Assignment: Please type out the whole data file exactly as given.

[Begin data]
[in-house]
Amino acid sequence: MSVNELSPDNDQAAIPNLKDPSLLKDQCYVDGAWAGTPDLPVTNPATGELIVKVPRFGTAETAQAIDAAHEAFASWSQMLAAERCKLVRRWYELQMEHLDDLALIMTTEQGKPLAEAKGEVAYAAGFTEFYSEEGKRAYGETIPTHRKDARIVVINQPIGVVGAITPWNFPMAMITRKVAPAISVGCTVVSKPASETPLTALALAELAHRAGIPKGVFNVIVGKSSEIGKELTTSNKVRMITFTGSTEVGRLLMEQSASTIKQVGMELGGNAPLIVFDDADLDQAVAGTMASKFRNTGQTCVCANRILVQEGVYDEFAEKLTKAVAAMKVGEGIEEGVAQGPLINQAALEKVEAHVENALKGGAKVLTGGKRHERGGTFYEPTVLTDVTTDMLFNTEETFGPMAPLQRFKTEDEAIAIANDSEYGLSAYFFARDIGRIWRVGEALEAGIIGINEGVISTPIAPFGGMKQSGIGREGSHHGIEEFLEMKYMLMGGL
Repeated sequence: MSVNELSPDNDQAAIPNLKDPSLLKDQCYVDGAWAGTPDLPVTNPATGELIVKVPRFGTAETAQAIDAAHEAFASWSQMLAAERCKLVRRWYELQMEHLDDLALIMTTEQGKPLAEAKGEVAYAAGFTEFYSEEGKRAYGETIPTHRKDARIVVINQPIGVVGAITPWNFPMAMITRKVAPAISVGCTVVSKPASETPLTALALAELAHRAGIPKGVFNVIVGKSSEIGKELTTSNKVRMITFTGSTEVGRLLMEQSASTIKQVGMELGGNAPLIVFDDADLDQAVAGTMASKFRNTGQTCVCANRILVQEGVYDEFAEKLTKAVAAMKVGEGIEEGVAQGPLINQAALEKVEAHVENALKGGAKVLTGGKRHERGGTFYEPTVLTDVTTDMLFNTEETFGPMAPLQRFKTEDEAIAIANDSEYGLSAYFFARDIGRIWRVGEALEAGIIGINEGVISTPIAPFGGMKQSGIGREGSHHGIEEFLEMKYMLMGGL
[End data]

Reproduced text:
[in-house]
Amino acid sequence: MSVNELSPDNDQAAIPNLKDPSLLKDQCYVDGAWAGTPDLPVTNPATGELIVKVPRFGTAETAQAIDAAHEAFASWSQMLAAERCKLVRRWYELQMEHLDDLALIMTTEQGKPLAEAKGEVAYAAGFTEFYSEEGKRAYGETIPTHRKDARIVVINQPIGVVGAITPWNFPMAMITRKVAPAISVGCTVVSKPASETPLTALALAELAHRAGIPKGVFNVIVGKSSEIGKELTTSNKVRMITFTGSTEVGRLLMEQSASTIKQVGMELGGNAPLIVFDDADLDQAVAGTMASKFRNTGQTCVCANRILVQEGVYDEFAEKLTKAVAAMKVGEGIEEGVAQGPLINQAALEKVEAHVENALKGGAKVLTGGKRHERGGTFYEPTVLTDVTTDMLFNTEETFGPMAPLQRFKTEDEAIAIANDSEYGLSAYFFARDIGRIWRVGEALEAGIIGINEGVISTPIAPFGGMKQSGIGREGSHHGIEEFLEMKYMLMGGL
Repeated sequence: MSVNELSPDNDQAAIPNLKDPSLLKDQCYVDGAWAGTPDLPVTNPATGELIVKVPRFGTAETAQAIDAAHEAFASWSQMLAAERCKLVRRWYELQMEHLDDLALIMTTEQGKPLAEAKGEVAYAAGFTEFYSEEGKRAYGETIPTHRKDARIVVINQPIGVVGAITPWNFPMAMITRKVAPAISVGCTVVSKPASETPLTALALAELAHRAGIPKGVFNVIVGKSSEIGKELTTSNKVRMITFTGSTEVGRLLMEQSASTIKQVGMELGGNAPLIVFDDADLDQAVAGTMASKFRNTGQTCVCANRILVQEGVYDEFAEKLTKAVAAMKVGEGIEEGVAQGPLINQAALEKVEAHVENALKGGAKVLTGGKRHERGGTFYEPTVLTDVTTDMLFNTEETFGPMAPLQRFKTEDEAIAIANDSEYGLSAYFFARDIGRIWRVGEALEAGIIGINEGVISTPIAPFGGMKQSGIGREGSHHGIEEFLEMKYMLMGGL